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15. When A Customer Makes A Racist Remark


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Customer Service: When A Customer Makes A Racist Remark

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15. When A Customer Makes A Racist Remark

  1. 1. When a Customer Makes a Racist Remark<br />By VanSight<br />
  2. 2. COPYRIGHT 2009 VANSIGHT division of Synbiz Solutions Pvt Ltd<br />2<br />No part of this publication may be reproduced or transmitted in any form or for any purpose without the express permission of VanSight Division of Synbiz Solutions Pvt Ltd. The information contained herein may be changed without prior notice.<br />VanSight is trademark of Synbiz Solutions Pvt Ltd. All other product and service names mentioned and associated logos displayed are the trademarks of their respective companies. <br />Data contained in this document serves informational and educational purposes only. The information in this document is proprietary to Synbiz Solutions Pvt Ltd. <br />This product contains training material for English or Soft Skills or Personality Development. Synbiz assumes no responsibility for errors or omissions in this document. Synbiz does not warrant the accuracy or completeness of the information, text, graphics, links, or other items contained within this material. This document is provided without a warranty of any kind, either express or implied, including but not limited to the implied warranties of merchantability, fitness for a particular purpose, or non-infringement.<br />
  3. 3. The Situation<br />One of the most offensive things one person can say to another is to make a racist remark - a negative comment about the person’s ancestry, culture, heritage, or skin Color. It’s unacceptable in any civil social situation and it’s no less unacceptable during an employee - customer interaction. And let’s not make the mistake of assuming that racist remarks are uttered only by those in the “dominant culture.” No particular group has a monopoly.<br />Racism is racism. But how can you handle such a situation in a professional way that does not open you up to a long, drawn out argument?<br />3<br />
  4. 4. Techniques Used<br />4<br /> Setting Limits <br />
  5. 5. Dialogue<br />5<br />In this example, the customer makes a remark about the employee’s skin color. In this example, we’ll use the color green to refer to the employee’s skin color.<br />Customer: Well, I guess I shouldn’t expect you green people to have any brains at all. All of you are brought up in barns or something.<br />Employee: I’m willing to help you conduct your business with us, provided you don’t make any further comments about my background. If you do make any further remarks like that, I’m going to end this conversation. It’s up to you, but I need your agreement before we can continue. <br />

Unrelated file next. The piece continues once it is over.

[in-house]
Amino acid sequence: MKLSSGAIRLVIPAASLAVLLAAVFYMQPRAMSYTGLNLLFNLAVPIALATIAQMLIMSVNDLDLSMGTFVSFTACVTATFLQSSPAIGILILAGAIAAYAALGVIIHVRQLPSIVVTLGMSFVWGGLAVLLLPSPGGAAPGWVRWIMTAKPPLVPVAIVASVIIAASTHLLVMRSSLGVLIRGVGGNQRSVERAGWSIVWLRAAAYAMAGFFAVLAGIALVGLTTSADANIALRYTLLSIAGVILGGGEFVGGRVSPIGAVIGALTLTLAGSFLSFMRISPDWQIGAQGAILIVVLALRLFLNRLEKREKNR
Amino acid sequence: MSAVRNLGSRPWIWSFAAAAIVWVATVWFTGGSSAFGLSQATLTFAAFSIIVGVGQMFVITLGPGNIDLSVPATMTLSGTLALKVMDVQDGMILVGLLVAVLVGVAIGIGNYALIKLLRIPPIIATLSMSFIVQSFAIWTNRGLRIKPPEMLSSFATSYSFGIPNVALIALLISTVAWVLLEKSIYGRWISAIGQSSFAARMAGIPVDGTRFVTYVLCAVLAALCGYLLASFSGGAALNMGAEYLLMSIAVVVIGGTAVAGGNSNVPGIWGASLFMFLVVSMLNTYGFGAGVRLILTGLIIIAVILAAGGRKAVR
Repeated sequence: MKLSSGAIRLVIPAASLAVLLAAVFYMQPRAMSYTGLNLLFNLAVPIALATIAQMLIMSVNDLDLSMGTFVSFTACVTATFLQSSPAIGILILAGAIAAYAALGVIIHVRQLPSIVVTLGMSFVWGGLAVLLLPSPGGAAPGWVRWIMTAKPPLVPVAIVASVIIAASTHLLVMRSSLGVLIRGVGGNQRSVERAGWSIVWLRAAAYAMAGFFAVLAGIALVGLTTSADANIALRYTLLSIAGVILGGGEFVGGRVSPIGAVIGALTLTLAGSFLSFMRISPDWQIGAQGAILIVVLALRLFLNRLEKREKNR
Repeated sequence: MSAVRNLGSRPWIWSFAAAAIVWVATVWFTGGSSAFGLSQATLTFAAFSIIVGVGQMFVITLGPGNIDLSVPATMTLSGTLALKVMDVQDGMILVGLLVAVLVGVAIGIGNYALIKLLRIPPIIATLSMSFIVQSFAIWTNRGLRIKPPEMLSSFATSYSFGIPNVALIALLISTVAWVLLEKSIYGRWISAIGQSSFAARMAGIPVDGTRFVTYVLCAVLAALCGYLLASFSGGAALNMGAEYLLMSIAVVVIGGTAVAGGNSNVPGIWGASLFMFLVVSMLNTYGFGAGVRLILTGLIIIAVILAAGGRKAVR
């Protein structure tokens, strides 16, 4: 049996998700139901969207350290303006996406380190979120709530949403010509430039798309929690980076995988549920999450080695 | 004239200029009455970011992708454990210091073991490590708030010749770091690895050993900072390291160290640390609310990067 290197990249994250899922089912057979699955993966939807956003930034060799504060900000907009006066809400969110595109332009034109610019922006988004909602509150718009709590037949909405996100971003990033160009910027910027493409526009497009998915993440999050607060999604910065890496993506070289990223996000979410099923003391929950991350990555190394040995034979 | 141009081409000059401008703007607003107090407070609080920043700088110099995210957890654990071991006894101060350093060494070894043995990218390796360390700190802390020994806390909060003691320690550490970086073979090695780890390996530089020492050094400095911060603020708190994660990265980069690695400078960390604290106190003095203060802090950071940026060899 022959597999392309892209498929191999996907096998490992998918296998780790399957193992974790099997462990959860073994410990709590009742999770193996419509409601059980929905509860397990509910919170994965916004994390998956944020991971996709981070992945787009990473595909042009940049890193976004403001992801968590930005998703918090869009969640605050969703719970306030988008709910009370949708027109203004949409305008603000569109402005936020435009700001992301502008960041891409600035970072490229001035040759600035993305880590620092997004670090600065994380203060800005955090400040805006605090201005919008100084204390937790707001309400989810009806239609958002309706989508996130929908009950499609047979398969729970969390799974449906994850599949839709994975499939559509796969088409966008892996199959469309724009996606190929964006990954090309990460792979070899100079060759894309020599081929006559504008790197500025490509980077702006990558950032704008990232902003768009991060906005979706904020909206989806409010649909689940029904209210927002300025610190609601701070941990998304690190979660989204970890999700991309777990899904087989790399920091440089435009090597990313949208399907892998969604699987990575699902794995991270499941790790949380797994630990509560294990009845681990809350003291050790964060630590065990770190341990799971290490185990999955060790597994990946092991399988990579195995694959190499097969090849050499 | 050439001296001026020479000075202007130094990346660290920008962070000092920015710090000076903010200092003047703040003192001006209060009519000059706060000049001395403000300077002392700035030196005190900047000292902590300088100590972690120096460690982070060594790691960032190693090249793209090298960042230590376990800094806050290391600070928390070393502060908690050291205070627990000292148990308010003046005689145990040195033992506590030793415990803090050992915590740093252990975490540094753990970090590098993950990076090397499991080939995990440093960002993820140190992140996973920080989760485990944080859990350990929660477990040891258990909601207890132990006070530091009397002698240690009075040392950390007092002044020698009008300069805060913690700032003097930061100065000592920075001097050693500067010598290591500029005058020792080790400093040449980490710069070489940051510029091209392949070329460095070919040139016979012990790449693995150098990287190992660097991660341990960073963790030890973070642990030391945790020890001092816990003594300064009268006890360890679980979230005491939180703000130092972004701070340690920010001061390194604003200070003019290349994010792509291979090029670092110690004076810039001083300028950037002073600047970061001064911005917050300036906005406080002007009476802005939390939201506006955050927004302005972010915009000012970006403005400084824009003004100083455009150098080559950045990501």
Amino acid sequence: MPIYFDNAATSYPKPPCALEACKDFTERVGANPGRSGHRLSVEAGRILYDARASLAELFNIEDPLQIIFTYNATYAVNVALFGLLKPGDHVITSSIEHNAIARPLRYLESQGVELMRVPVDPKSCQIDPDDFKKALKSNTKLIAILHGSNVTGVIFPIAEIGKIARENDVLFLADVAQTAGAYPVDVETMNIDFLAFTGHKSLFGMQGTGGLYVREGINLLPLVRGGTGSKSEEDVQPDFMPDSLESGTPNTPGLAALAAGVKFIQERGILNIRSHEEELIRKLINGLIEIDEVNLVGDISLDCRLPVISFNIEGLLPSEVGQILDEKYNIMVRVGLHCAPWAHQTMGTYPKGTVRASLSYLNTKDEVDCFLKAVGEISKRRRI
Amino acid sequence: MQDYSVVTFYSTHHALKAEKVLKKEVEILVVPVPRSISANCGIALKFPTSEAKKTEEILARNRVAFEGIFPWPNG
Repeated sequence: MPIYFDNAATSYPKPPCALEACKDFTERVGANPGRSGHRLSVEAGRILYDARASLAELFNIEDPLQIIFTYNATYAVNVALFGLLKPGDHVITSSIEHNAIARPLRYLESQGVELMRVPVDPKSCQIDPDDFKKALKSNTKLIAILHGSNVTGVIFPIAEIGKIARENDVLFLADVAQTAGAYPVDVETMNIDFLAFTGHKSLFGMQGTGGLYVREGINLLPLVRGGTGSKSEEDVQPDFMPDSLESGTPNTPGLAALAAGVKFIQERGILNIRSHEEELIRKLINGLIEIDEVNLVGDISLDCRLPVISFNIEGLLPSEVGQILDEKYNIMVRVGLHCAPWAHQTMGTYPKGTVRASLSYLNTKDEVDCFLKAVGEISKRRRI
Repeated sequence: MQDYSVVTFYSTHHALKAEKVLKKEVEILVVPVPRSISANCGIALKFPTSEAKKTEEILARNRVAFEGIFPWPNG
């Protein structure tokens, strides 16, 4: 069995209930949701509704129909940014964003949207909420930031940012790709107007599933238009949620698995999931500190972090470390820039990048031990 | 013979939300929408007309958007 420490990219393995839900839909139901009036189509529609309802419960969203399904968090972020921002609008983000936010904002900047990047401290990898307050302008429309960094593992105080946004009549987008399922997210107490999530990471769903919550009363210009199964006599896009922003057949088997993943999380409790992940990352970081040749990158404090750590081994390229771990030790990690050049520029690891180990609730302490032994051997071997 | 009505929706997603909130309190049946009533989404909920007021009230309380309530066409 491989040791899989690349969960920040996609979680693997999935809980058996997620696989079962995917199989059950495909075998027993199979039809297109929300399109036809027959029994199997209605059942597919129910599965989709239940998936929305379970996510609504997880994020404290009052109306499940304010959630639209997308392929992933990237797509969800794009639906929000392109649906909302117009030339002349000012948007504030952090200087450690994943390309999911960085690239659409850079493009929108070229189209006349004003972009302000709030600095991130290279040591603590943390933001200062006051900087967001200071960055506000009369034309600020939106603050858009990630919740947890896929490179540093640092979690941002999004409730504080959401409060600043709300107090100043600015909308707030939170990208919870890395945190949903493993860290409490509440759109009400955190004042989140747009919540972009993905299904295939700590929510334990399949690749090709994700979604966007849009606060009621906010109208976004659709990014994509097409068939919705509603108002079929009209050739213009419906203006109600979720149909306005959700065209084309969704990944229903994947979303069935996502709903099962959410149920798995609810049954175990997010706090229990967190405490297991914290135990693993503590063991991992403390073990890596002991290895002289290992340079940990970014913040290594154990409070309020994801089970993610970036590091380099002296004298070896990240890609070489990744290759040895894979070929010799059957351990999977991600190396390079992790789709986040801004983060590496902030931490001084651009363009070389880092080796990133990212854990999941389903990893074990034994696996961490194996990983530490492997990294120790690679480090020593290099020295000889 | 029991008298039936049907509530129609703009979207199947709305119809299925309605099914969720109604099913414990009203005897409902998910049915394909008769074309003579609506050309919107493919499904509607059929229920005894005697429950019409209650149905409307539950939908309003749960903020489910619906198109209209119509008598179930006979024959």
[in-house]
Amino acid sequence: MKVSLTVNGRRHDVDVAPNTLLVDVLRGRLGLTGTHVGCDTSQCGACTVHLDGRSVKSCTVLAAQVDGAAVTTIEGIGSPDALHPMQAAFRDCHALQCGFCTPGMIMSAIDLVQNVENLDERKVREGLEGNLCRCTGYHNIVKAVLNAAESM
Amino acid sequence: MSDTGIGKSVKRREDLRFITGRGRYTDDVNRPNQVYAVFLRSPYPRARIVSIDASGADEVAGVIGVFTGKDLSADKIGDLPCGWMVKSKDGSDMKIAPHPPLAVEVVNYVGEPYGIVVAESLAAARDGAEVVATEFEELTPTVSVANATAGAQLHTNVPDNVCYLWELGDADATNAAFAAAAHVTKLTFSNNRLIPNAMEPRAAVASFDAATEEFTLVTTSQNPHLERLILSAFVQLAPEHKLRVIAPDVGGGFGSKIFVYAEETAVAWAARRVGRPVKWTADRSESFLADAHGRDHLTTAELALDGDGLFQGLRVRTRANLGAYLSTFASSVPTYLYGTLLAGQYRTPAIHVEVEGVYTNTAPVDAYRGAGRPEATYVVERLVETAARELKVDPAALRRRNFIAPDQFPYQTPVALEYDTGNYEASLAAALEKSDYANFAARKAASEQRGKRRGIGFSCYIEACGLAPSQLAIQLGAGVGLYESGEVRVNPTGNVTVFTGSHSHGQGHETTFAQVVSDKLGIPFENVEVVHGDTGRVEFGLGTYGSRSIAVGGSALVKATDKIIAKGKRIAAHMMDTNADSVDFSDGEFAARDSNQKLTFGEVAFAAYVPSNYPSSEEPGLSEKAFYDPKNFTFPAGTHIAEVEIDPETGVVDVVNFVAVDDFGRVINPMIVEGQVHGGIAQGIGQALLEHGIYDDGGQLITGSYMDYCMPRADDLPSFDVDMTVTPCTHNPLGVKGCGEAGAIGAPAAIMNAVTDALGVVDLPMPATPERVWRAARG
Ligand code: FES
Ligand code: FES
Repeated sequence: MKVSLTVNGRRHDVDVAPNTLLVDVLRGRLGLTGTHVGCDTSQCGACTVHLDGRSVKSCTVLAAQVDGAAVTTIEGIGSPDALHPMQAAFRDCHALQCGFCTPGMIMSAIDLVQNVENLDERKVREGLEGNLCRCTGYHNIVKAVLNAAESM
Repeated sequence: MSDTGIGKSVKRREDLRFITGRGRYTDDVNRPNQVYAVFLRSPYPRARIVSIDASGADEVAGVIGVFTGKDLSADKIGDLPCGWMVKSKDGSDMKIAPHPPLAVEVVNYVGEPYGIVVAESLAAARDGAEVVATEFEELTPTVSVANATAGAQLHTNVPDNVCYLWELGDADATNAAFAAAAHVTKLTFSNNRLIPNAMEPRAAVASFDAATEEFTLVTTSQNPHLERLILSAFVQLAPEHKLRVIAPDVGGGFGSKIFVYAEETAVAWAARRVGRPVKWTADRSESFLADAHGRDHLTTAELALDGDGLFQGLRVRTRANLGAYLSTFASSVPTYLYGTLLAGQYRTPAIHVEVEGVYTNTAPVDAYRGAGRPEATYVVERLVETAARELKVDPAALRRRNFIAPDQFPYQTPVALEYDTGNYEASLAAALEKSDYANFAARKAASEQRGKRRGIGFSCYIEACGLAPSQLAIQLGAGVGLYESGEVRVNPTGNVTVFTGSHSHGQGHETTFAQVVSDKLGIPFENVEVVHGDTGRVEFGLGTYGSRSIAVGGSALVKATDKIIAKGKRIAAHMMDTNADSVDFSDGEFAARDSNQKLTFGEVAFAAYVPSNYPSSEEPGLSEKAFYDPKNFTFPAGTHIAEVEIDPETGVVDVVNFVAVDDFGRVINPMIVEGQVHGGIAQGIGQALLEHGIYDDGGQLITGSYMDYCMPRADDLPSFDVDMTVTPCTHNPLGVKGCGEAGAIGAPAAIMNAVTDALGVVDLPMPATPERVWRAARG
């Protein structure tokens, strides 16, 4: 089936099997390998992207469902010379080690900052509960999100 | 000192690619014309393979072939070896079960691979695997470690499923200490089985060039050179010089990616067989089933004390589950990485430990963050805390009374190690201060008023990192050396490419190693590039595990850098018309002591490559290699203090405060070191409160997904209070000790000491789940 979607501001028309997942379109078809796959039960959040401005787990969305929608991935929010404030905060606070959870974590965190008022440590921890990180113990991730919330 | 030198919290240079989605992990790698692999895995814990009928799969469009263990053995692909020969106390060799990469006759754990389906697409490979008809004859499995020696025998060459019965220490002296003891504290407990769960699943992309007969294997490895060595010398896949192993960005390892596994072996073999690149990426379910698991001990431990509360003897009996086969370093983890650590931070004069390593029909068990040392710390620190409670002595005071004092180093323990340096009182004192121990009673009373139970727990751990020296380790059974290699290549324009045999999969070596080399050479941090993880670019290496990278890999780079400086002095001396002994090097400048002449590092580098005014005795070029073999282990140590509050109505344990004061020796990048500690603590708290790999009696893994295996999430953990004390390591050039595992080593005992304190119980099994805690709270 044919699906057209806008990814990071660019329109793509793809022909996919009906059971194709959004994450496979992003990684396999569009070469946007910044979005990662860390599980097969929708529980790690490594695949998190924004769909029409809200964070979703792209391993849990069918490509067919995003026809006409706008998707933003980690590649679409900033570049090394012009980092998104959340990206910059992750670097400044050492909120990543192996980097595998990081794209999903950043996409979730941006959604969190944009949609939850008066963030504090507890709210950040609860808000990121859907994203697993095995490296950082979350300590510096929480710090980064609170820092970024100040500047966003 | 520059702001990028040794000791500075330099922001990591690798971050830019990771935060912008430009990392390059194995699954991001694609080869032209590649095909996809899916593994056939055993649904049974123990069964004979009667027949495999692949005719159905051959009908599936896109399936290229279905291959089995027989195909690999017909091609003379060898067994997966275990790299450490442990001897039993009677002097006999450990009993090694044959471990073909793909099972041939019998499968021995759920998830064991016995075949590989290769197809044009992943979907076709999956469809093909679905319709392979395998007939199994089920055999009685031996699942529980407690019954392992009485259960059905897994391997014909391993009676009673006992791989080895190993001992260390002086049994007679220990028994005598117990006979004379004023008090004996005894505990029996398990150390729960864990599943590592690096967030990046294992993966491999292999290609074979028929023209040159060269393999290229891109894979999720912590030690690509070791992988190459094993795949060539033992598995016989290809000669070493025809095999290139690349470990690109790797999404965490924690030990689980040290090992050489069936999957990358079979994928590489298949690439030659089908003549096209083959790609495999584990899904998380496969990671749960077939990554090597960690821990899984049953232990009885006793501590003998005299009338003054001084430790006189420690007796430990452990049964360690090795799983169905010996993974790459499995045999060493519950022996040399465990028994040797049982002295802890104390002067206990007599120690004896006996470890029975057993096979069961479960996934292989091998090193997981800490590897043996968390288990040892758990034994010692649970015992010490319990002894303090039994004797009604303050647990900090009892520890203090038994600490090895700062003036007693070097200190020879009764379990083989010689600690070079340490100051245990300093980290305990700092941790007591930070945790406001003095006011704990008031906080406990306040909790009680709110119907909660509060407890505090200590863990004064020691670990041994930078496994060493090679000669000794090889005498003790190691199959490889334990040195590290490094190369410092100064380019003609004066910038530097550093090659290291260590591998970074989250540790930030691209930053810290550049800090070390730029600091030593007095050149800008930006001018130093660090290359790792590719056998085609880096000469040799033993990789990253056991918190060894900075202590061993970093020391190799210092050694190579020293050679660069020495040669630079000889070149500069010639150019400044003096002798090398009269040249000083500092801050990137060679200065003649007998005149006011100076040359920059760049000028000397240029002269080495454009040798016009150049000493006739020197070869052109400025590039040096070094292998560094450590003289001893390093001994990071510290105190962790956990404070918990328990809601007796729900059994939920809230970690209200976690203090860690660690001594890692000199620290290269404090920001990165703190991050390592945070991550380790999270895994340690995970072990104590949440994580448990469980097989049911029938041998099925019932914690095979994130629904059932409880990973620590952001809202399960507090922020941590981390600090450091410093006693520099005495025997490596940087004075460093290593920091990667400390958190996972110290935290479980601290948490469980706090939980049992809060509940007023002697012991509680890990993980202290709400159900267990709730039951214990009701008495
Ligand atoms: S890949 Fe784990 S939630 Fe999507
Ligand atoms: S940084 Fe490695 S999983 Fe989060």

6. 6. Dialogue<br />6<br />Customer: I have a right to my opinions. It’s a free country.<br />Employee: It seems like you’ve made your choice, so I’m ending this conversation. If and when you are willing to talk without negative remarks, I’m willing to help. But right now, this conversation is over.<br />You may warn the customer once more and tell him that you would be disconnect the call for his remarks. The company will gladly help him when he has cooled down and calls again.<br />
  7. 7. Explanations <br />7<br />This is a volatile situation and there is no perfect solution. What you want to do is make it clear that the customer must meet a certain requirement - to stop making Racist/negative comments - if the conversation is to continue.<br />That’s why the major technique involves setting and enforcing limits. In setting the limits, it’s important to do so in as neutral and matter-of-fact tone as you can muster. The less you show emotional reactions, the less likely the situation will escalate. Setting limits is a first step. The much harder part is enforcing the limits you set.<br />If this conversation occurred on the phone, you could terminate the conversation, since that’s something you have control over.<br /> If it occurs in person, let’s say in your company’s office, that’s much tougher, since you do not have direct control over whether the unpleasant customer leaves or not. You can refuse to interact further.<br />
  8. 8. How to Diffuse the Situation<br />8<br />While you may be completely outraged by the remarks, keep in mind that your job is not to make the customer into a better human being. You will always lose if you engage in a long lecture about making racist remarks.<br />Keep things short and simple. Don’t argue. There are times when the best path is to do nothing to get the person to disconnect the call. Try not to escalate and try not to back yourself into a corner, literally and figuratively.<br />
  9. 9. How to Purchase & Download full Course from VanSight.<br />9<br />Download Presentation from <br /><br />